Thoughts on urban warmth
E. Linacre and B. Geerts
Some useful criticisms of Section 3.7 have been made by Professor Tim Oke, the leading expert on the study of urban temperatures. In view of these, readers might like to note the following points -
- The term 'urban heating' on p.72 of the book could be taken to imply that the reason a city centre is warmer than the surroundings, is the heat generated within the city. Of course, heat is indeed liberated there, but it is not the main reason for the temperature difference, as explained below. A better term for the observed temperature difference might be 'urban warmth'.
- Though the book refers to the maximum of the temperature difference 'often occurring at about 9pm' (note the qualifiers 'often' and 'about'), the fact is, obviously, that the time is relative to the time of sunset. So it depends on latitude and season of the year. Urban warmth is most visible between sunset and midnight.
- It is hard to judge the effect of Brisbane's buildings on the pattern of isotherms in Fig 3.17, without some indication of the city's limits and local topography. Better would be a map showing building densities in the early 1960's when the temperature measurements were taken. At that time the city was quite small, and Ipswich was clearly separated. Possibly the building density could be expressed in terms of the ratio of building height to road width; this ratio is pertinent to radiation geometry noted in point 5 below.
- The figure quoted as 'astonishing' for heat within Manhattan is now known to be wrong. The correct values given by Prof. Oke (1): annual 159 W m-2, summer 53 W m-2 and winter 265 W m-2.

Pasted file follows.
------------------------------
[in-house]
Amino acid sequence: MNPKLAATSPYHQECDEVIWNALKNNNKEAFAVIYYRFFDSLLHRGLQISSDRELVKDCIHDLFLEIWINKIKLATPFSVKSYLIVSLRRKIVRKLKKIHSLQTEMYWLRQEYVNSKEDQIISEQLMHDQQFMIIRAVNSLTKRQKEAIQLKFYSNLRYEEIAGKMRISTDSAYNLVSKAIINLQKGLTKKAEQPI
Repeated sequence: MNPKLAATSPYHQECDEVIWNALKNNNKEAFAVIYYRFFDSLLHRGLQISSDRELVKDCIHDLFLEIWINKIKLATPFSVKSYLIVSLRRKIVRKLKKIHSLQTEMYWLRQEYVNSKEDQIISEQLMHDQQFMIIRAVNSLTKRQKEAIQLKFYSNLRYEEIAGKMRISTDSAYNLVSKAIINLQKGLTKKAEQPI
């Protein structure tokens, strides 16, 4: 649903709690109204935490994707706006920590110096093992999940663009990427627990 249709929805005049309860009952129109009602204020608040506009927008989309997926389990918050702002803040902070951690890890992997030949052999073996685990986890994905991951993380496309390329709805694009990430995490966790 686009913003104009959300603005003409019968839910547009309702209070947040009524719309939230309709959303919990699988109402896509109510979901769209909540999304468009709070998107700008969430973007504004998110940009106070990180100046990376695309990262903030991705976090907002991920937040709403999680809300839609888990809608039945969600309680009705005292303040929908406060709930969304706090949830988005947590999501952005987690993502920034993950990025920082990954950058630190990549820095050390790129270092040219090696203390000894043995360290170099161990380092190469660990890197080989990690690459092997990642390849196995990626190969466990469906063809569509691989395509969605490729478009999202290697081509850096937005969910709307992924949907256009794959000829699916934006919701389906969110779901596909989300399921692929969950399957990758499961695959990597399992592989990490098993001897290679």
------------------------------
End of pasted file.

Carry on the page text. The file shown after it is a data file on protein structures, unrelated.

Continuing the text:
- The list of causes of urban warmth omits what can be the most important for urban warmth at screen-level - that is the reduction of longwave-radiation loss from street level, caused by obstruction of the cold sky by the warmer buildings. The longwave-radiation cooling in a city canyon may be only two thirds that from an open, rural site, for instance.
That last figure (two thirds) is merely an example. A more exact calculation can be made (2). In the simplest case of a long roadway of width 2 W between buildings which are uniformly of height H, the fraction (of the longwave radiation lost in the canyon, to that lost in flat terrain) is cos(b
), where b
is the angle whose tangent is H/W. Thus a 20 m wide roadway between 10 m buildings (2-3 stories high) implies that half of the sky is visible from the middle of the roadway, so longwave-radiation cooling to the sky at night will be 71% (cos(45)) of what it would be in the open.
(1) Oke, T., 1987: Boundary Layer Climates (2nd edition, Routledge).
(2) Johnson, G.T. & I.D. Watson, 1984: The determination of view factors in an urban canyon. J. Climate Appl. Meteor. 23, 329-35.